Framing the Dialogue

The Screwtape Letters

If you had ever asked yourself who the devil might be tempting you to the dark side you might be weird, inquisitive, have too much time on your hands or most likely all three.  Some of the darkest days of our recent history, World War II, provided the setting for a series of letters from a “senior” devil to his devil-in-training as he attempts to lure a man to the dark side. The Screwtape Letters is kind of like listening to one side of a telephone conversation in that C. S. Lewis only treats us to Screwtape’s (the senior from the netherworld) letters to his intern, Wormwood. 

The thirty-one letters offer a humorous glimpse into the world of temptation and how evil can corrupt even the best intentions,

“The grand problem is that of ‘unselfishness’.  Note, once again, the admirable work our Philological Arm in substituting the negative ‘unselfishness’ for the Enemy’s [God] positive charity.  Thanks to this you can, from the very outset, teach a man to surrender benefits not that others may be happy in having them but that he may be unselfish in forgoing them.” 

Screwtape transforms the noble concept of unselfishness to a vise when “unselfish” behavior is done for the simple reason of show than one is not selfish.  The book compiles a series of letters originally published weekly in the Guardian in 1941.  I mentioned earlier that this a humorous glimpse as envisioned by Lewis; the humor is there, but not “LOL” humor.  Two parts not to skip WHEN you read this are Screwtape’s toast at the end of the book and Lewis’ Postscript,

“The world into which I had to project myself while I spoke through Screwtape was all dust, grit, thirst, and itch.  Every trace of beauty, freshness and geniality had to be excluded.  It almost smothered me before I was done.”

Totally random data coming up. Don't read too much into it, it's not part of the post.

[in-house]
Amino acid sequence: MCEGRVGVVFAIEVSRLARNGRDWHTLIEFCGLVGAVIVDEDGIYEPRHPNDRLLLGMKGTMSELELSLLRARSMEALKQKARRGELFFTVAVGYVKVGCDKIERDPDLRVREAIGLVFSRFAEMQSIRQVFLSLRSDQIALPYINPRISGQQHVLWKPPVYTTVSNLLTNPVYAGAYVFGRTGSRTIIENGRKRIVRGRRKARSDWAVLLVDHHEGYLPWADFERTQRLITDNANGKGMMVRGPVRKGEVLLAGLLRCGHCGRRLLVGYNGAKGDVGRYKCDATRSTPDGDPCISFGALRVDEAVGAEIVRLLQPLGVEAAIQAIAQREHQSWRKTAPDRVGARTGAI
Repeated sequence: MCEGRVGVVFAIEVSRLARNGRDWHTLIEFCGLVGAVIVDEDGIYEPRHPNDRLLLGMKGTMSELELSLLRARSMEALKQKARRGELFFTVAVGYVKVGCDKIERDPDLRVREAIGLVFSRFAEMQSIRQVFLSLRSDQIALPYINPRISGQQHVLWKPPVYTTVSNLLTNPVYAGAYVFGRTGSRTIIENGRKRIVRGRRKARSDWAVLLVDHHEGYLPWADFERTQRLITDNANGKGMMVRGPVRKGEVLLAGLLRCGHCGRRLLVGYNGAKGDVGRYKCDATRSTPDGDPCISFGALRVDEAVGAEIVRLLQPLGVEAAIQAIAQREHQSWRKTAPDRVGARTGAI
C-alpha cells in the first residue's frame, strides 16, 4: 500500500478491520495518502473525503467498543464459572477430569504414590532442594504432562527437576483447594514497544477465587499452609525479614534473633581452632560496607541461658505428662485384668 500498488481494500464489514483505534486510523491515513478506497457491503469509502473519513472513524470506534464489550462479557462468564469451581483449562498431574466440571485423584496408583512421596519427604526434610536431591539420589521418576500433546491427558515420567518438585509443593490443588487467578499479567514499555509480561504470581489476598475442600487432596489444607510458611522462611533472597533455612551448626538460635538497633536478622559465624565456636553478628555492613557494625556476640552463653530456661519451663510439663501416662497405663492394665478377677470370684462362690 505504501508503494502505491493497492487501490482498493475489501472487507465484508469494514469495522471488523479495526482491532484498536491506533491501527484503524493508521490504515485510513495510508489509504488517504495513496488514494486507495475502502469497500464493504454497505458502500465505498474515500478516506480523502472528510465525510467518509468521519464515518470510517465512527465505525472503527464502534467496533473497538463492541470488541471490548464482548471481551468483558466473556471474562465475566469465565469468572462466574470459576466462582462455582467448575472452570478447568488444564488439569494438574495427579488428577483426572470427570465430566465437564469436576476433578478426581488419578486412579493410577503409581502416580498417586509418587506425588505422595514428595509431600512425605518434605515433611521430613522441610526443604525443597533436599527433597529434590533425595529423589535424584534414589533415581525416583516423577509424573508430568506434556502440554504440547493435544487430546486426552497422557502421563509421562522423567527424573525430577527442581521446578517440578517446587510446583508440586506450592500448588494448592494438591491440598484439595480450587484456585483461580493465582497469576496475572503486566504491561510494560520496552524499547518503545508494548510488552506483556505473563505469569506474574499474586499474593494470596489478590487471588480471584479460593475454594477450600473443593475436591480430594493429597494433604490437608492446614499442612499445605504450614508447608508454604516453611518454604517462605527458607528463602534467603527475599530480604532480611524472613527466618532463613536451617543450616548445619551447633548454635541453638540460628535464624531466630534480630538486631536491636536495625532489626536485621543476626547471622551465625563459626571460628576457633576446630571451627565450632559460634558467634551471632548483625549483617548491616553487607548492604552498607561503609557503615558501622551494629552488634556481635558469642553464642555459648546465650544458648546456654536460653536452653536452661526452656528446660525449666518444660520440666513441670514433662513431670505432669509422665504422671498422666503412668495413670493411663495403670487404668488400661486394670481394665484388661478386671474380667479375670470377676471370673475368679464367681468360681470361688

I am quite amazed at how many of the subjects touched by Lewis apply to the world of 2012.  Perhaps it is a lesson that history does repeat itself.  I leave you with a few passages…read this book;

“It is funny how mortals always picture us as putting things into their minds: in reality our best work is done by keeping things out.”

“In the last generation we promoted the construction of such a ‘historical Jesus’ on liberal and humanitarian lines; we are now putting forward a new ‘historical jesus’ on Marxian, catastrophic, and revolutionary lines.”

“in his perfect democracy, you remember, only the state religion is permitted, slavery is restored, and the individual is told that he has really willed (though he didn’t know it) whatever the Government tells him to do…I heard the other day that in that country [England] a man could not, without a permit, cut down his own tree with his own axe, make it into planks with his own saw, and use the planks to build a tool-shed in his own garden.”

Leave a comment

Use basic HTML (<a href="">, <strong>, <blockquote>)